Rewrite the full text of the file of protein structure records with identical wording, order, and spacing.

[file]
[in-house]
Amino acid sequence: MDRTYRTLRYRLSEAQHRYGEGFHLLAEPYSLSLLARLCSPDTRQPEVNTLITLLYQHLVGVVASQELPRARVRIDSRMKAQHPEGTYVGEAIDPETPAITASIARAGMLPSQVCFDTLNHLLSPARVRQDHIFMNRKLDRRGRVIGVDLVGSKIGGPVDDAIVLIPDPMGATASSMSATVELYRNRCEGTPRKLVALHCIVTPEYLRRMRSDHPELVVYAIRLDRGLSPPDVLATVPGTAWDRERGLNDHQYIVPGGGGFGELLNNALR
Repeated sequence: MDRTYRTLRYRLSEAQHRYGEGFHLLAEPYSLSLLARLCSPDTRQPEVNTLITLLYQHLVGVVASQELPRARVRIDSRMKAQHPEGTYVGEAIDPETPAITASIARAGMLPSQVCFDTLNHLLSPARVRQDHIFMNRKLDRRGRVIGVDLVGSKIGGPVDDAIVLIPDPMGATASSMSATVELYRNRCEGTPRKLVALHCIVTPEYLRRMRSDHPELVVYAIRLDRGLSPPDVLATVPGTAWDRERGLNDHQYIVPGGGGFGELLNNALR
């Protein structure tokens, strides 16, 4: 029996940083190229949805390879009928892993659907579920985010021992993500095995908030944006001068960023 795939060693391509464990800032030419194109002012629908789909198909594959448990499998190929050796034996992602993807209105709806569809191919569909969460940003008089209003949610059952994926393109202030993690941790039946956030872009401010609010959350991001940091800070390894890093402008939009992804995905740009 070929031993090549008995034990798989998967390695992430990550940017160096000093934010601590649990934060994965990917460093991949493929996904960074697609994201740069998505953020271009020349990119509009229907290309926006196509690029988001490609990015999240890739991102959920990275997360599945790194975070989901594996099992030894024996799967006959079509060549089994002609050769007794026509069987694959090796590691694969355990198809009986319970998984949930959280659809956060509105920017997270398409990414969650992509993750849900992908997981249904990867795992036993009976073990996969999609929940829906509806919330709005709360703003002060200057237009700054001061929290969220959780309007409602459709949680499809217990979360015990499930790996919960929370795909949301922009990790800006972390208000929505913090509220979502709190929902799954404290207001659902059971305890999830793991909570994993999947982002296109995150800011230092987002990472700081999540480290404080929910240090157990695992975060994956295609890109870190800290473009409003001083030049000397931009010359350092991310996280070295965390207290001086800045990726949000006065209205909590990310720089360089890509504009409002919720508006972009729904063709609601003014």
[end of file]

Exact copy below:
[in-house]
Amino acid sequence: MDRTYRTLRYRLSEAQHRYGEGFHLLAEPYSLSLLARLCSPDTRQPEVNTLITLLYQHLVGVVASQELPRARVRIDSRMKAQHPEGTYVGEAIDPETPAITASIARAGMLPSQVCFDTLNHLLSPARVRQDHIFMNRKLDRRGRVIGVDLVGSKIGGPVDDAIVLIPDPMGATASSMSATVELYRNRCEGTPRKLVALHCIVTPEYLRRMRSDHPELVVYAIRLDRGLSPPDVLATVPGTAWDRERGLNDHQYIVPGGGGFGELLNNALR
Repeated sequence: MDRTYRTLRYRLSEAQHRYGEGFHLLAEPYSLSLLARLCSPDTRQPEVNTLITLLYQHLVGVVASQELPRARVRIDSRMKAQHPEGTYVGEAIDPETPAITASIARAGMLPSQVCFDTLNHLLSPARVRQDHIFMNRKLDRRGRVIGVDLVGSKIGGPVDDAIVLIPDPMGATASSMSATVELYRNRCEGTPRKLVALHCIVTPEYLRRMRSDHPELVVYAIRLDRGLSPPDVLATVPGTAWDRERGLNDHQYIVPGGGGFGELLNNALR
């Protein structure tokens, strides 16, 4: 029996940083190229949805390879009928892993659907579920985010021992993500095995908030944006001068960023 795939060693391509464990800032030419194109002012629908789909198909594959448990499998190929050796034996992602993807209105709806569809191919569909969460940003008089209003949610059952994926393109202030993690941790039946956030872009401010609010959350991001940091800070390894890093402008939009992804995905740009 070929031993090549008995034990798989998967390695992430990550940017160096000093934010601590649990934060994965990917460093991949493929996904960074697609994201740069998505953020271009020349990119509009229907290309926006196509690029988001490609990015999240890739991102959920990275997360599945790194975070989901594996099992030894024996799967006959079509060549089994002609050769007794026509069987694959090796590691694969355990198809009986319970998984949930959280659809956060509105920017997270398409990414969650992509993750849900992908997981249904990867795992036993009976073990996969999609929940829906509806919330709005709360703003002060200057237009700054001061929290969220959780309007409602459709949680499809217990979360015990499930790996919960929370795909949301922009990790800006972390208000929505913090509220979502709190929902799954404290207001659902059971305890999830793991909570994993999947982002296109995150800011230092987002990472700081999540480290404080929910240090157990695992975060994956295609890109870190800290473009409003001083030049000397931009010359350092991310996280070295965390207290001086800045990726949000006065209205909590990310720089360089890509504009409002919720508006972009729904063709609601003014």